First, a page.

The inquest heard that when these vehicles were inspected there was no evidence that either had hit Mr James, although the lorry had human tissue on its wheels which it may have picked up from the road surface.

Mr James suffered extensive injuries, including a blow to the forehead and one to his shin, which could have been caused while he was still upright or when he was run over by the gritter.

Other injuries included bruising on his torso from the lorry’s tyres and grazes on his legs, consistent with being run over.

His cause of death was given as multiple traumatic injuries.

The last person to see Mr James before the accident was Daniel Walsh, who had been driving back from an event in High Wycombe with friends when he spotted someone at the side of the road who wasn’t wearing trousers.

He said the man was hunched over rubbing his legs and looked “dazzled” and as if he didn’t know where he was.

Pc David Hannan, of the police forensic collision investigation unit, said the gritter passed a safety inspection.

At the time of the collision it was carrying a large amount of salt which would have affected its manoeuvrability.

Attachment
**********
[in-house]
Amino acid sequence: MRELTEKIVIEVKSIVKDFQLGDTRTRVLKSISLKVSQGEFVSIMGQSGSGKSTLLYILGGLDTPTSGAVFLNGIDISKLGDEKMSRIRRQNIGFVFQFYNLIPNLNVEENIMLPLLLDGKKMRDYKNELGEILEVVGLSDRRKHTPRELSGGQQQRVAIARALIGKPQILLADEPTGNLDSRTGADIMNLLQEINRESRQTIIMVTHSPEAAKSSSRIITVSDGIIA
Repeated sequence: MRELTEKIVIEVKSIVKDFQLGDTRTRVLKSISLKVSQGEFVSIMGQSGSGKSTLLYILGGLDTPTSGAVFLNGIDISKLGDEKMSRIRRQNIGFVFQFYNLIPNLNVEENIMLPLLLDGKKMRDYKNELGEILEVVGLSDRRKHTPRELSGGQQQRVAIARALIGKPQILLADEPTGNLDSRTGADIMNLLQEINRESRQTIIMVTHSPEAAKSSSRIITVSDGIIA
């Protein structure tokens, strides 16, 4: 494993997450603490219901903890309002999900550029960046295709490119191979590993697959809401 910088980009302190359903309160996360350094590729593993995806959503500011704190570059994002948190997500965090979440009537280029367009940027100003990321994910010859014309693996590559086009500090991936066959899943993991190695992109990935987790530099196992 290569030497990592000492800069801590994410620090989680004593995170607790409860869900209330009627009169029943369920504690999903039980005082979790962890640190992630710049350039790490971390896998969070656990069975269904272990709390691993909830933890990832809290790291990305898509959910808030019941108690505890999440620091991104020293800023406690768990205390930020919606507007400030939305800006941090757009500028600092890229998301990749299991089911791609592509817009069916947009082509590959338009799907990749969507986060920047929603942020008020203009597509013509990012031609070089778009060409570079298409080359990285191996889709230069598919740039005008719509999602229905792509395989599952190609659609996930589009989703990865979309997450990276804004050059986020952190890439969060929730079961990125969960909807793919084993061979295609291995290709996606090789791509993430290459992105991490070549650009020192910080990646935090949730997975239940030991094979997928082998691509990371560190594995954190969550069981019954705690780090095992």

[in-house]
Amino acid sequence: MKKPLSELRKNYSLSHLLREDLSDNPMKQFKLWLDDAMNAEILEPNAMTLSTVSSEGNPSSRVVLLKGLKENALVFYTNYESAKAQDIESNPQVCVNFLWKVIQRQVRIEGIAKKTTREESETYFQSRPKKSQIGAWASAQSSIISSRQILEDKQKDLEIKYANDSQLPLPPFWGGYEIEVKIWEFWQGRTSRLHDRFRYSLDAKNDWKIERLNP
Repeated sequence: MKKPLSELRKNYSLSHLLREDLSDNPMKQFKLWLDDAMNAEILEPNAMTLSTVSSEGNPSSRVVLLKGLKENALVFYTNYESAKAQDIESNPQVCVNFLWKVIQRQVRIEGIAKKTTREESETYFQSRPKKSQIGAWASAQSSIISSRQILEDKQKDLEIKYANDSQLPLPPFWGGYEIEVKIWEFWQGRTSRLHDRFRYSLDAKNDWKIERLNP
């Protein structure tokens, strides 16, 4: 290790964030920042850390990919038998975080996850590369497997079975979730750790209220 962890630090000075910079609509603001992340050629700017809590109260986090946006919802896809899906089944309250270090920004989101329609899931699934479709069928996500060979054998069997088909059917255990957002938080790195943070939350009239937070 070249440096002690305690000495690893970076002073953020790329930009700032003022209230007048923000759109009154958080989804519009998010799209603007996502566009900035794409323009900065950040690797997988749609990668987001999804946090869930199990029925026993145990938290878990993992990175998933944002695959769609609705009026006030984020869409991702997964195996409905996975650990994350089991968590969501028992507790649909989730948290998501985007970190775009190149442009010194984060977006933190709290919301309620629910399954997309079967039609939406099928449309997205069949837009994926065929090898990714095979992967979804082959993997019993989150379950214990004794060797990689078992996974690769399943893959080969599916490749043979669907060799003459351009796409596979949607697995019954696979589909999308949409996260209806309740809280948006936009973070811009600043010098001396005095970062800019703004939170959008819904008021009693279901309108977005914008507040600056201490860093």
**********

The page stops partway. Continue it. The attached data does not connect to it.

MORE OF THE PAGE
He said the weather and road conditions did not contribute to the collision, although none of the three drivers was able to identify the object in the road as a body until they were very close.

Pc Hannan said Mr Thompson-Simpson did all he could to avoid hitting Mr James.

He said: “The driver did not have time to do anything other than what he did. Considering the vehicle he was driving, he did very well to do what he did. The collision appears to have been caused by the actions of the pedestrian.”

The coroner Darren Salter recorded a verdict of death by road traffic collision.

He said: “I’m satisfied that there’s nothing more Mr Thompson-Simpson could do. I’m struck by how quickly and violently he managed to swerve his vehicle to the right.

“Why it happened and why Daniel was in the situation he was in there are bound to be elements of uncertainty over.

“There is no evidence at all that this was a deliberate act, it appears to be accidental.

“It’s obvious he was well-supported and that he had some difficulties he struggled to cope with. It’s a very sad incident.”